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In situ stress and pore pressure magnitude along subduction zone megathrusts: Integration of laboratory, drilling, geophysical and numerical modeling approaches

UTIG Seminars

In situ stress and pore pressure magnitude along subduction zone megathrusts:
Integration of laboratory, drilling, geophysical and numerical modeling approaches

Demian Saffer
Penn State University

Monday, March 30, 12:00 p.m. to 1:00 p.m.
Seminar Conference Room, 10100 Burnet Road, Bldg 196-ROC, Austin, Texas 78758
Ian Dalziel, UTIG

Click for a Live Broadcast.

At subduction zones, mechanical loading due to burial and tectonic compression, in combination with the release of bound fluids by dehydration, can drive fluid pressures significantly in excess of hydrostatic. The resulting fluid overpressure drives flow and volatile transport through the forearc, and ultimately affects the strength of fault zones and wall rock, thus mediating in situ stress magnitudes, seismic behavior, and deformation style. Recent advances in documenting pore fluid pressure and effective stress magnitudes at convergent margins have come from drilling, seismic reflection surveys, and numerical modeling. Boreholes penetrating across the plate boundary at several subduction complexes, including Nankai, Costa Rica, and Barbados, have allowed quantification of effective stress and pore fluid pressure from observed compaction state and from laboratory reconsolidation tests on core samples. Likewise, drilling efforts coupled with laboratory measurements of rock strength have also yielded new estimates of in situ horizontal stress magnitude defined on the basis of wellbore failures and direct hydrofracturing experiments. At larger scales, pore pressure and horizontal stress magnitudes have been quantified using P-wave interval velocities from seismic reflection surveys, by application of laboratory- and field-based transforms linking velocity, porosity, and stress state. Numerical models, constrained by laboratory and drilling measurements, provide additional independent constraints on regional-scale pore pressure distribution. Finally, new and ongoing sub-seafloor observatory installations provide direct in situ measurements that serve as essential "ground truth", while also documenting temporal variations in stress, strain, and pressure.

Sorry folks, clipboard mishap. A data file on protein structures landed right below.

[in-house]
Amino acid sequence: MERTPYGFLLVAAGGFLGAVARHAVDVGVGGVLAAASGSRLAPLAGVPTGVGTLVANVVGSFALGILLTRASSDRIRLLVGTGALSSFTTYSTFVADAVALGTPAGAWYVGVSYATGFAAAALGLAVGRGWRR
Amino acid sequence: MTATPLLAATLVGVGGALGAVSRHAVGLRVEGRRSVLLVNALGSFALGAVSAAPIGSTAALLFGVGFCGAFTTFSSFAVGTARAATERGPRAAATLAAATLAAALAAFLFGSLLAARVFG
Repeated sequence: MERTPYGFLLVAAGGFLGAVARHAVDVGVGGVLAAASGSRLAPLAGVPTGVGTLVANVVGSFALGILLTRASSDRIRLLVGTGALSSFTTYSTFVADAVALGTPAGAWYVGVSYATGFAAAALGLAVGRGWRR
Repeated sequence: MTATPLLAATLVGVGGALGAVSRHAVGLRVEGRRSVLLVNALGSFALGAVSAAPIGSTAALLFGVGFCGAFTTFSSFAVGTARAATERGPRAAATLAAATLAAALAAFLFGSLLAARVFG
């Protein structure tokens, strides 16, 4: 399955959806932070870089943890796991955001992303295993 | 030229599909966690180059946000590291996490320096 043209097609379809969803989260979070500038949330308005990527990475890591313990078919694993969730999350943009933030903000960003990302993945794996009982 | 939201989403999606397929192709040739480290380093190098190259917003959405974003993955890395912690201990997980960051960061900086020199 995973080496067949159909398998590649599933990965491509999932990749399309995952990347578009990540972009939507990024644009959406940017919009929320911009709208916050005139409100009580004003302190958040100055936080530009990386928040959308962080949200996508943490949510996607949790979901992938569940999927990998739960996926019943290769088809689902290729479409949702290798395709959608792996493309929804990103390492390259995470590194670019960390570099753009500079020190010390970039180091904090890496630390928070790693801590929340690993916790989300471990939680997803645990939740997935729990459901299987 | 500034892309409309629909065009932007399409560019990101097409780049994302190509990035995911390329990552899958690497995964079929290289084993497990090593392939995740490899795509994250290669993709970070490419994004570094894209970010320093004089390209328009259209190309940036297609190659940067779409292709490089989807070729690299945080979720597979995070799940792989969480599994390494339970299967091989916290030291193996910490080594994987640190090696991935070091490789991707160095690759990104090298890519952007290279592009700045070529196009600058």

In total, these approaches show that low effective stress and highly elevated pore pressure (pore pressure ratios of λ = ~0.70-0.95) are common in the vicinity of the subduction megathrust at several margins, and that these conditions extend at least 30-40 km landward of the trench. In some cases, increased seismic reflectivity along the plate boundary is also correlated with regions of expected dehydration reactions or locations of high pore pressure estimated from numerical models, although this link remains unquantified and the underlying cause of the reflectivity is not fully understood. A simple non-dimensional analysis suggests that, globally, elevated pore pressure - and thus mechanical weakness - results from a dynamic balance between (a) geologic forcing that acts to drive pore pressure generation, and (b) hydraulic conductivity and drainage path length, which mediate fluid escape. Taken together, these findings provide a robust, quantifiable, and universal framework for understanding the role of fluids in the absolute strength of subduction megathrusts beneath the outer forearc. The high excess pore pressures and concomitant low effective stresses should suppress the nucleation of unstable slip, consistent with observations of fault failure by slow slip, afterslip, and very low-frequency earthquakes (VLFE) common to this region. Additionally, the low absolute strength of the plate boundary near its trenchward edge may offer an explanation for the propagation of rupture from below, potentially allowing coseismic slip all the way to the trench. Finally, in situ indicators of stress magnitude and orientation suggest that both horizontal stresses and slip on splay thrust faults are transient, and likely tied to the seismic cycle.